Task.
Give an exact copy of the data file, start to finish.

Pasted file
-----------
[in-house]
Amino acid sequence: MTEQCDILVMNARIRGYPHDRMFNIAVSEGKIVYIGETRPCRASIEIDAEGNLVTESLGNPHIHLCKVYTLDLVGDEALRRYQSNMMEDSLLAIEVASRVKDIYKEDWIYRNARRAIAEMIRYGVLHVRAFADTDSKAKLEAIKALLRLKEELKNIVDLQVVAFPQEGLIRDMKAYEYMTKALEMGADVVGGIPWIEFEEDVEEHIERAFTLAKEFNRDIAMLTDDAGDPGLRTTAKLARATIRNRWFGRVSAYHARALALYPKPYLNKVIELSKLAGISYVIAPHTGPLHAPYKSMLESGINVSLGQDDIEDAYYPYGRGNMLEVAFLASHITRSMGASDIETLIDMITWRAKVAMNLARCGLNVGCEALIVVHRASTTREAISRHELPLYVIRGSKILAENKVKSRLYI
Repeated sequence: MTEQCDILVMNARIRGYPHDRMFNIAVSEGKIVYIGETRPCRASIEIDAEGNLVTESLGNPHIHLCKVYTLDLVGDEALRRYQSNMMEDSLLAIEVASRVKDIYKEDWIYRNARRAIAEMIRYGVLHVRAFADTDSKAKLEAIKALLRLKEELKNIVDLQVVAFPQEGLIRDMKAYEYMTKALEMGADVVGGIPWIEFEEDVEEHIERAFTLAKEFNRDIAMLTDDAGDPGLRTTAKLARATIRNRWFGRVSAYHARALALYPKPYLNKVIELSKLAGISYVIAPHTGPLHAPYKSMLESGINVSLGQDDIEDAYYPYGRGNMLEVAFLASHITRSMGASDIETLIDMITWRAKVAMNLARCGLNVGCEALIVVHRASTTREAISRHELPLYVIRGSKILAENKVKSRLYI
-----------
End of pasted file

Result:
[in-house]
Amino acid sequence: MTEQCDILVMNARIRGYPHDRMFNIAVSEGKIVYIGETRPCRASIEIDAEGNLVTESLGNPHIHLCKVYTLDLVGDEALRRYQSNMMEDSLLAIEVASRVKDIYKEDWIYRNARRAIAEMIRYGVLHVRAFADTDSKAKLEAIKALLRLKEELKNIVDLQVVAFPQEGLIRDMKAYEYMTKALEMGADVVGGIPWIEFEEDVEEHIERAFTLAKEFNRDIAMLTDDAGDPGLRTTAKLARATIRNRWFGRVSAYHARALALYPKPYLNKVIELSKLAGISYVIAPHTGPLHAPYKSMLESGINVSLGQDDIEDAYYPYGRGNMLEVAFLASHITRSMGASDIETLIDMITWRAKVAMNLARCGLNVGCEALIVVHRASTTREAISRHELPLYVIRGSKILAENKVKSRLYI
Repeated sequence: MTEQCDILVMNARIRGYPHDRMFNIAVSEGKIVYIGETRPCRASIEIDAEGNLVTESLGNPHIHLCKVYTLDLVGDEALRRYQSNMMEDSLLAIEVASRVKDIYKEDWIYRNARRAIAEMIRYGVLHVRAFADTDSKAKLEAIKALLRLKEELKNIVDLQVVAFPQEGLIRDMKAYEYMTKALEMGADVVGGIPWIEFEEDVEEHIERAFTLAKEFNRDIAMLTDDAGDPGLRTTAKLARATIRNRWFGRVSAYHARALALYPKPYLNKVIELSKLAGISYVIAPHTGPLHAPYKSMLESGINVSLGQDDIEDAYYPYGRGNMLEVAFLASHITRSMGASDIETLIDMITWRAKVAMNLARCGLNVGCEALIVVHRASTTREAISRHELPLYVIRGSKILAENKVKSRLYI